In this episode, April Mills, Change Coach at Intel and author of Everyone Is a Change Agent, describes the difference between driving people and driving change, and how making the simple shift can make a significant impact in your organization. Listen in to hear why driving people doesn’t work, and how driving change is a better approach. Learn more at April’s blog at engine-for-change.com. [Read more…] about Interview: Driving People vs Driving Change
Can you believe another year is coming to a close? The following are the most popular posts of 2016 at the Enclaria blog. Which were your favorites, and what did you miss?
Thank you for reading and sharing! What topics would you like to see covered next year? Please reply in the comments.
In response to a Forbes article insisting change agents aren’t needed, I set the record straight about what change agents do (at least the good ones) and why their role is an essential driver of change.
The field of organizational change is littered with people who were hired to implement change and then eventually fired because the leaders who hired them wouldn’t actually let them do the job. What can you do to avoid the same fate?
It’s a common belief that to get people to adopt change, all you really need is training and communication. If we tell people what to do and why, and show them how to do it, that should be enough to get them to change, right? It’s a logical conclusion, but then people aren’t logical, especially when it comes to change.
People often get stuck trying to measure either too many or not enough elements of change. Are you measuring the right things to know if your change initiative is on track? Look at your project from four different perspectives to create a complete picture.
Despite what you may have heard, most change initiatives do not fail. Some achieve their intended outcomes. Many make enough progress to say that they worked. Some take longer than expected. There are few change initiatives that are total failures – but it does happen.
Want to read more insights about influencing change? Please visit the Enclaria blog.
As a result of my work at Enclaria, I frequently meet change agents in a variety of industries across the world. I love to hear the stories of how each one came to the change management profession. Everyone has a unique and fascinating tale, although there are many similarities across all of our paths.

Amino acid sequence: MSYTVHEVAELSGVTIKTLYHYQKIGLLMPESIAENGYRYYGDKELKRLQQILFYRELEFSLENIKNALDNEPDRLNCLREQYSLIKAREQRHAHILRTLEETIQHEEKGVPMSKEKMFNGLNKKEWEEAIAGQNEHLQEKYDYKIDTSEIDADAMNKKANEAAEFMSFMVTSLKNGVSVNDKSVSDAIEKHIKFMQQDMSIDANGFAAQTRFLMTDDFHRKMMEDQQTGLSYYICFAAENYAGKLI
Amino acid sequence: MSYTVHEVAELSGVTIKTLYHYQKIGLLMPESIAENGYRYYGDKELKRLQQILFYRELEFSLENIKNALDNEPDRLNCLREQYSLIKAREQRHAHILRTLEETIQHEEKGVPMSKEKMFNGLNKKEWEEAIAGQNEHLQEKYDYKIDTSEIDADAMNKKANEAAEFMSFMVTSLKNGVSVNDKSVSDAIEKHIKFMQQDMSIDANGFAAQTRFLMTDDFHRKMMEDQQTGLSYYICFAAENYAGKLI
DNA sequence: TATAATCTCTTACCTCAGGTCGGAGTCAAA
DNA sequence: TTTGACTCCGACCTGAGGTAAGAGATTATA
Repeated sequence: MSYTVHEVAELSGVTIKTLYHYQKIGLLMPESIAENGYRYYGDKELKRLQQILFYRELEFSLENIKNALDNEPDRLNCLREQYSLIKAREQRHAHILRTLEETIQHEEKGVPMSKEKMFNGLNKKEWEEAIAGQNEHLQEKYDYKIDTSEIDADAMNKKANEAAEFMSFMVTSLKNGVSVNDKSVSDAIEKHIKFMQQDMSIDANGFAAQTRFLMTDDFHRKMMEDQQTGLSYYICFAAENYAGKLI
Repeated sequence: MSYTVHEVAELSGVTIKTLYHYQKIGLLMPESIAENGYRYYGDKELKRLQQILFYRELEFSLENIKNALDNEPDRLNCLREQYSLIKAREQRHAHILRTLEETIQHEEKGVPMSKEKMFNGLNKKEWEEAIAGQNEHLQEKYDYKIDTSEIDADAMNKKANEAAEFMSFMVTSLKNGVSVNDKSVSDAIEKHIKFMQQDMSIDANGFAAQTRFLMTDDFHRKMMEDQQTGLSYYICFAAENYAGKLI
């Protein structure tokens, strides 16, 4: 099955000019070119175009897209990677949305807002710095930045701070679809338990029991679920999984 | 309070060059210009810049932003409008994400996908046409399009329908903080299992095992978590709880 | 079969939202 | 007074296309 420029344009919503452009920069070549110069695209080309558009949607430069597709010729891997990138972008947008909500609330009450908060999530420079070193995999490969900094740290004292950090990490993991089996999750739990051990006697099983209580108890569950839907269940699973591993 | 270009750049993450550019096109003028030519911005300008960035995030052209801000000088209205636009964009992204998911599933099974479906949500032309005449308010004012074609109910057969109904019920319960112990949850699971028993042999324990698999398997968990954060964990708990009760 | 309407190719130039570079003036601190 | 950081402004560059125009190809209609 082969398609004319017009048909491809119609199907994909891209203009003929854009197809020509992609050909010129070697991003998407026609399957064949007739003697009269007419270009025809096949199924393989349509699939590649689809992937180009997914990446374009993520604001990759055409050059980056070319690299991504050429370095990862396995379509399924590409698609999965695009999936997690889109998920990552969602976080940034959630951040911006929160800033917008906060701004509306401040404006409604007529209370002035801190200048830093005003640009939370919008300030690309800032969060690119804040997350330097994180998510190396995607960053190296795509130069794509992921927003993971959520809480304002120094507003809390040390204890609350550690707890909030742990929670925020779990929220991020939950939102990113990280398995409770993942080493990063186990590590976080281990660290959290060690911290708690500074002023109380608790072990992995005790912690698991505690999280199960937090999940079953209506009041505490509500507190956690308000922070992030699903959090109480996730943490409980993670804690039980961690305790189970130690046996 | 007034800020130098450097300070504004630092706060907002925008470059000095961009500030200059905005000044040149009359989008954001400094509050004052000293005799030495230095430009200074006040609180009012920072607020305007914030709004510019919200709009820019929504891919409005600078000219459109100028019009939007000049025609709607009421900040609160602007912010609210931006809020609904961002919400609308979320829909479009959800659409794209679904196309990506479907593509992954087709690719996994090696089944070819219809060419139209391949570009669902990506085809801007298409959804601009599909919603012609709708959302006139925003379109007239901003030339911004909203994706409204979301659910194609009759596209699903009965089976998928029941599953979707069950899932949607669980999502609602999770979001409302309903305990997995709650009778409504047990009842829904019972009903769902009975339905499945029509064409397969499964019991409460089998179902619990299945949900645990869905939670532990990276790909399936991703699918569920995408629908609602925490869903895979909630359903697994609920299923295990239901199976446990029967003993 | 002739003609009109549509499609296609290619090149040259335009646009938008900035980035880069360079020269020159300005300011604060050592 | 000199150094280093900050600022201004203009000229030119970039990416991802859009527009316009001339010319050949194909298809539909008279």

Some people start in Human Resources, either in corporate or as an HR business partner. Already focused on the people side of the business, they are able to transition their career from the transactional work towards the transformational.
Others start as project managers — IT, product development, logistics, and many other types of projects — and realize that project management without change management is often fruitless.
Some join consulting firms straight out of school, jumping into an organization that helps clients achieve results through change implementation.
Some take the higher education route, getting advanced degrees in topics like organization development or industrial/organizational psychology.
Others begin their careers working in business operations. I started my own career as an industrial engineer, focused on manufacturing process efficiency. It didn’t take long to discover that no matter your expertise, you can’t just design someone’s job for them and expect them to do it because you showed them the math. I went back to school to get a Masters in Leadership and Change Management, and became convinced that real improvement comes not through engineering but through people. I was able to apply what I learned to the organization I worked for at the time, becoming the Director of Organizational Effectiveness. After several years and a brief stint at a strategy execution consulting firm, I started Enclaria with the goal of helping others influence change at work.
The common factors across these stories are:
- The realization at some point that doing your job successfully requires other people to change, and that doing so requires special skills and approaches.
- Active learning about leadership, influence, change, and organizational effectiveness, whether through formal education or consuming loads of books, videos, webinars and other resources.
- The decision to influence change in a deliberate, effective way instead of relying on logical arguments and brute force.
What’s your story? Please share in the comments below.